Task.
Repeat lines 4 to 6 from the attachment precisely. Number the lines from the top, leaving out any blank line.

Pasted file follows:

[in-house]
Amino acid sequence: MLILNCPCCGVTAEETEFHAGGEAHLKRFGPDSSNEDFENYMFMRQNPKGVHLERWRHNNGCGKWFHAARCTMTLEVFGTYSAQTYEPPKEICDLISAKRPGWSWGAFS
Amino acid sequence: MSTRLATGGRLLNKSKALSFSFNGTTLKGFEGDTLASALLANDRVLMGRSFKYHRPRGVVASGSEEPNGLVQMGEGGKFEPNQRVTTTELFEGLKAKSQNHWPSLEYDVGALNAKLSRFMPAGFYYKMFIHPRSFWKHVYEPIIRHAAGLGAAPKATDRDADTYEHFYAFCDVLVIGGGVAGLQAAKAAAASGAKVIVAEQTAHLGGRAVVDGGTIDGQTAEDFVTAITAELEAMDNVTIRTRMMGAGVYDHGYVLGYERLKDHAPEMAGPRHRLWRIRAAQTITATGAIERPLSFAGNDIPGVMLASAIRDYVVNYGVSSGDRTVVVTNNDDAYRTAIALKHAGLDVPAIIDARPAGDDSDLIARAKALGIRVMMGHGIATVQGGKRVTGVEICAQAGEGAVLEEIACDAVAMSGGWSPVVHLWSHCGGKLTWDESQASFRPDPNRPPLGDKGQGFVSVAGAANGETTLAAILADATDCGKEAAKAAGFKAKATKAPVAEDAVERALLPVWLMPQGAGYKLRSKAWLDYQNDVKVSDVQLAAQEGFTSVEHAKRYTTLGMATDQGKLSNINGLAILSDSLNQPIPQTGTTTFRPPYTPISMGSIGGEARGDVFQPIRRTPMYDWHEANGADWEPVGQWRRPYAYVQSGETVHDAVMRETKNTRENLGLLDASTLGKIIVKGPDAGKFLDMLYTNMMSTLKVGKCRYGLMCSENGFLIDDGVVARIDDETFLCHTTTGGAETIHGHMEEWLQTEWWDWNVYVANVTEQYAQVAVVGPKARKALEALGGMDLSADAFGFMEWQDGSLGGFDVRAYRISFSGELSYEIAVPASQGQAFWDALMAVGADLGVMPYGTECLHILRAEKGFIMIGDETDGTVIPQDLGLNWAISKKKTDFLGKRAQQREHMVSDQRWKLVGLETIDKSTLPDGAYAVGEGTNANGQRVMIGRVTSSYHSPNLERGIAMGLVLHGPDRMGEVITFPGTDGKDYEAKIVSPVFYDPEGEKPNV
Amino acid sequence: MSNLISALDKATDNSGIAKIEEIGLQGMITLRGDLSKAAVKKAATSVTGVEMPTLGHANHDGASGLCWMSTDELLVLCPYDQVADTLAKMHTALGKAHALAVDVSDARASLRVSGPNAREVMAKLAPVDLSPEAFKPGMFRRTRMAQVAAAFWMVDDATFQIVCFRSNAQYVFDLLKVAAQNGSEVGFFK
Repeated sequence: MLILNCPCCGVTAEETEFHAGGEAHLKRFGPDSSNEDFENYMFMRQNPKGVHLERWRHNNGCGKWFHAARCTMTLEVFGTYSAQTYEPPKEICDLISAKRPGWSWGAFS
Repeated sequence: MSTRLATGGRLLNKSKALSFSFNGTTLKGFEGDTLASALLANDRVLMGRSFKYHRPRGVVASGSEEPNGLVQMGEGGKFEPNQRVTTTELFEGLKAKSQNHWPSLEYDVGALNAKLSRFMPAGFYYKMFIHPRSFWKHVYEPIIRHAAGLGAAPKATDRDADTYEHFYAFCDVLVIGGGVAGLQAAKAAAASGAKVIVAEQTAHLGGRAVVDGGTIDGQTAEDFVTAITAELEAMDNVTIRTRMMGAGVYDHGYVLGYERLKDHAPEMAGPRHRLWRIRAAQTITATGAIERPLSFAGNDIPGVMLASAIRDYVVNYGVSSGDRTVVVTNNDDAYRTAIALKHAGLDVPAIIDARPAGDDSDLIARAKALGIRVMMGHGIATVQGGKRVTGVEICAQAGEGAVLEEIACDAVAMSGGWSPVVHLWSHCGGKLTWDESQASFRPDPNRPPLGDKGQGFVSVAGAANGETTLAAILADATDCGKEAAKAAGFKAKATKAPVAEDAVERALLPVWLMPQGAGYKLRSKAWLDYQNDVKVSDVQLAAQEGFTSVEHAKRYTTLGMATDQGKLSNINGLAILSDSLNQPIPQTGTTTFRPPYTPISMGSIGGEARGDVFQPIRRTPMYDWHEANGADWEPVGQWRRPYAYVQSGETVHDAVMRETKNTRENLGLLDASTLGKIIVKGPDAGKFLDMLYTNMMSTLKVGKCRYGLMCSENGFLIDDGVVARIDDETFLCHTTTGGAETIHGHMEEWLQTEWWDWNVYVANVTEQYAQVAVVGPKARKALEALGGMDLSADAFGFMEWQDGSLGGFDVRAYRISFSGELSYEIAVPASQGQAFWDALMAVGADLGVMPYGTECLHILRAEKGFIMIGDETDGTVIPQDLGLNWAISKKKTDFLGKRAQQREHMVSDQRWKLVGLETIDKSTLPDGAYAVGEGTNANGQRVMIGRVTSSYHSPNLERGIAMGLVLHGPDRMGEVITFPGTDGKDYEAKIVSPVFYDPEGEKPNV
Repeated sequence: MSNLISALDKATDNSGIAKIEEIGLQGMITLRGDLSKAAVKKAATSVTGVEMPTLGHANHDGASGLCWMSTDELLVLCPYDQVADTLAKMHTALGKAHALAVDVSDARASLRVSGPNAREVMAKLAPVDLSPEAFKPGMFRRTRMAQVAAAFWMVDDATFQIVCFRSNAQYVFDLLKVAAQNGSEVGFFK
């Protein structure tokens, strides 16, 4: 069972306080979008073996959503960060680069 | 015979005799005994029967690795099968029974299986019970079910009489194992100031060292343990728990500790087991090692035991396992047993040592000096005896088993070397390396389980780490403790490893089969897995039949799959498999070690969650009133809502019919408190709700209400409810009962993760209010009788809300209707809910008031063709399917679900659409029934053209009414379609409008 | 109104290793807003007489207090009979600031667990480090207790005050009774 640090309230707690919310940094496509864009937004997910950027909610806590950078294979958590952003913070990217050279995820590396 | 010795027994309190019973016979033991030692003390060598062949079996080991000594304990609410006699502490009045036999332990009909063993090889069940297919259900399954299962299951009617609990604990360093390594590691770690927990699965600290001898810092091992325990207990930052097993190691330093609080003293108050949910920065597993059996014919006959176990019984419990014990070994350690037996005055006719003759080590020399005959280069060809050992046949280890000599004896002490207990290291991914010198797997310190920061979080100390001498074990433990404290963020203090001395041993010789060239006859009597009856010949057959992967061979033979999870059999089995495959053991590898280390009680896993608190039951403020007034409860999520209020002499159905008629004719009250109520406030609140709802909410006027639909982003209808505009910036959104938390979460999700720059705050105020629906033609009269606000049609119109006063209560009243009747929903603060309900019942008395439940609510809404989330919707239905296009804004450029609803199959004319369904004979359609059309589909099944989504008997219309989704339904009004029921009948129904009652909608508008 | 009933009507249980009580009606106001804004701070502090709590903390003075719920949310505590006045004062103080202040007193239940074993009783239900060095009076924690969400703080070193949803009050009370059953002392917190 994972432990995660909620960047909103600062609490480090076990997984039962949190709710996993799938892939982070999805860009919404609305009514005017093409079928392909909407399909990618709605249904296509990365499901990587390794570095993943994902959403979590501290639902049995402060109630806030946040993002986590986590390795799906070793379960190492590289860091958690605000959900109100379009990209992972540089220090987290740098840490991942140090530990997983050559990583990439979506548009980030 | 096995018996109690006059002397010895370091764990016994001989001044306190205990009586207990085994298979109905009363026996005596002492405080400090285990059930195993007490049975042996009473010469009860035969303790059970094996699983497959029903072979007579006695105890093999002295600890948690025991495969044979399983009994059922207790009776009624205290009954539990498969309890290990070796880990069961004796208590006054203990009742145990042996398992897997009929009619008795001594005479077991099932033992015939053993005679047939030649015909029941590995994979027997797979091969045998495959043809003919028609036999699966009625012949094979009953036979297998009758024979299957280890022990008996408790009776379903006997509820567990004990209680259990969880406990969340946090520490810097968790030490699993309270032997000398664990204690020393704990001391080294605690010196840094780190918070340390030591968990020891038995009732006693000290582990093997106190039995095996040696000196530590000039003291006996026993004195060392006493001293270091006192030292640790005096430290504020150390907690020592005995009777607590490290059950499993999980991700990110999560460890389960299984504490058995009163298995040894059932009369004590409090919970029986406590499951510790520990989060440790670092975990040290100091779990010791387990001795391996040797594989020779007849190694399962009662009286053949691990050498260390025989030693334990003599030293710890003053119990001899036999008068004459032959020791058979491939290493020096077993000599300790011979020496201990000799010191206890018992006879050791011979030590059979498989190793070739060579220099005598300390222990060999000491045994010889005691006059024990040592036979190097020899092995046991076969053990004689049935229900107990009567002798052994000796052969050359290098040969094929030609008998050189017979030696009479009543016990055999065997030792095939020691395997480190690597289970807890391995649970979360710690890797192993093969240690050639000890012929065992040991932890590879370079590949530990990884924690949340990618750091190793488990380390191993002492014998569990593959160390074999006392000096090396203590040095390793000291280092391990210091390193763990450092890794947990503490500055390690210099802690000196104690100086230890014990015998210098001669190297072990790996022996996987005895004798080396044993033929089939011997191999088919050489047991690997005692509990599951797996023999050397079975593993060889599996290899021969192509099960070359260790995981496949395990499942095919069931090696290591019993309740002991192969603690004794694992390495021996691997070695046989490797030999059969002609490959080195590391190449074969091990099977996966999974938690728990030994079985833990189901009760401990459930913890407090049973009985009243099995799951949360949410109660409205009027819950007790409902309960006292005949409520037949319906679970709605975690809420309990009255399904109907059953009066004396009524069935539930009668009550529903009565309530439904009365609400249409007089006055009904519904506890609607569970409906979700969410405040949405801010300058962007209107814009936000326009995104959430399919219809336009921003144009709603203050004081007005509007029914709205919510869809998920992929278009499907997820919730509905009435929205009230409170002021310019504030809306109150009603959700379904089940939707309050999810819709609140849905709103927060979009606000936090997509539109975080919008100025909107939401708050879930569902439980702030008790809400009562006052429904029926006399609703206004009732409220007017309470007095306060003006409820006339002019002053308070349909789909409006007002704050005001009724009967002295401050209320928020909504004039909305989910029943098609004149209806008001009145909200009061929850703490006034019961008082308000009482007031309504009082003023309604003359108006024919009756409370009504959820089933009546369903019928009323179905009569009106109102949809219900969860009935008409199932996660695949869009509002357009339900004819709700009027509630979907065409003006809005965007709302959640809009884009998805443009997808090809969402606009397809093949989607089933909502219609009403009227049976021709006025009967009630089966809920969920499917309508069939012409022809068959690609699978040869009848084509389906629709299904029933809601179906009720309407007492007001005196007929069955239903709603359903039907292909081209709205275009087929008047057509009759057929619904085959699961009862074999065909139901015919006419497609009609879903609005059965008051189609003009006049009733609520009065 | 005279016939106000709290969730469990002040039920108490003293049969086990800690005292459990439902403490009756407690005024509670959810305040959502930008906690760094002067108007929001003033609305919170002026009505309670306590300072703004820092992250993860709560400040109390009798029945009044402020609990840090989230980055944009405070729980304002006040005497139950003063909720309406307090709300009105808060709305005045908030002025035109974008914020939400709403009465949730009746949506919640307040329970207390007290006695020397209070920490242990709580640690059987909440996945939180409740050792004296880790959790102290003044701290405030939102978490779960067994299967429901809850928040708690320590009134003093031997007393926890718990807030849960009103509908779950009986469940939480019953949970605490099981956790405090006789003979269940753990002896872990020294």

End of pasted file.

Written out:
Amino acid sequence: MSNLISALDKATDNSGIAKIEEIGLQGMITLRGDLSKAAVKKAATSVTGVEMPTLGHANHDGASGLCWMSTDELLVLCPYDQVADTLAKMHTALGKAHALAVDVSDARASLRVSGPNAREVMAKLAPVDLSPEAFKPGMFRRTRMAQVAAAFWMVDDATFQIVCFRSNAQYVFDLLKVAAQNGSEVGFFK
Repeated sequence: MLILNCPCCGVTAEETEFHAGGEAHLKRFGPDSSNEDFENYMFMRQNPKGVHLERWRHNNGCGKWFHAARCTMTLEVFGTYSAQTYEPPKEICDLISAKRPGWSWGAFS
Repeated sequence: MSTRLATGGRLLNKSKALSFSFNGTTLKGFEGDTLASALLANDRVLMGRSFKYHRPRGVVASGSEEPNGLVQMGEGGKFEPNQRVTTTELFEGLKAKSQNHWPSLEYDVGALNAKLSRFMPAGFYYKMFIHPRSFWKHVYEPIIRHAAGLGAAPKATDRDADTYEHFYAFCDVLVIGGGVAGLQAAKAAAASGAKVIVAEQTAHLGGRAVVDGGTIDGQTAEDFVTAITAELEAMDNVTIRTRMMGAGVYDHGYVLGYERLKDHAPEMAGPRHRLWRIRAAQTITATGAIERPLSFAGNDIPGVMLASAIRDYVVNYGVSSGDRTVVVTNNDDAYRTAIALKHAGLDVPAIIDARPAGDDSDLIARAKALGIRVMMGHGIATVQGGKRVTGVEICAQAGEGAVLEEIACDAVAMSGGWSPVVHLWSHCGGKLTWDESQASFRPDPNRPPLGDKGQGFVSVAGAANGETTLAAILADATDCGKEAAKAAGFKAKATKAPVAEDAVERALLPVWLMPQGAGYKLRSKAWLDYQNDVKVSDVQLAAQEGFTSVEHAKRYTTLGMATDQGKLSNINGLAILSDSLNQPIPQTGTTTFRPPYTPISMGSIGGEARGDVFQPIRRTPMYDWHEANGADWEPVGQWRRPYAYVQSGETVHDAVMRETKNTRENLGLLDASTLGKIIVKGPDAGKFLDMLYTNMMSTLKVGKCRYGLMCSENGFLIDDGVVARIDDETFLCHTTTGGAETIHGHMEEWLQTEWWDWNVYVANVTEQYAQVAVVGPKARKALEALGGMDLSADAFGFMEWQDGSLGGFDVRAYRISFSGELSYEIAVPASQGQAFWDALMAVGADLGVMPYGTECLHILRAEKGFIMIGDETDGTVIPQDLGLNWAISKKKTDFLGKRAQQREHMVSDQRWKLVGLETIDKSTLPDGAYAVGEGTNANGQRVMIGRVTSSYHSPNLERGIAMGLVLHGPDRMGEVITFPGTDGKDYEAKIVSPVFYDPEGEKPNV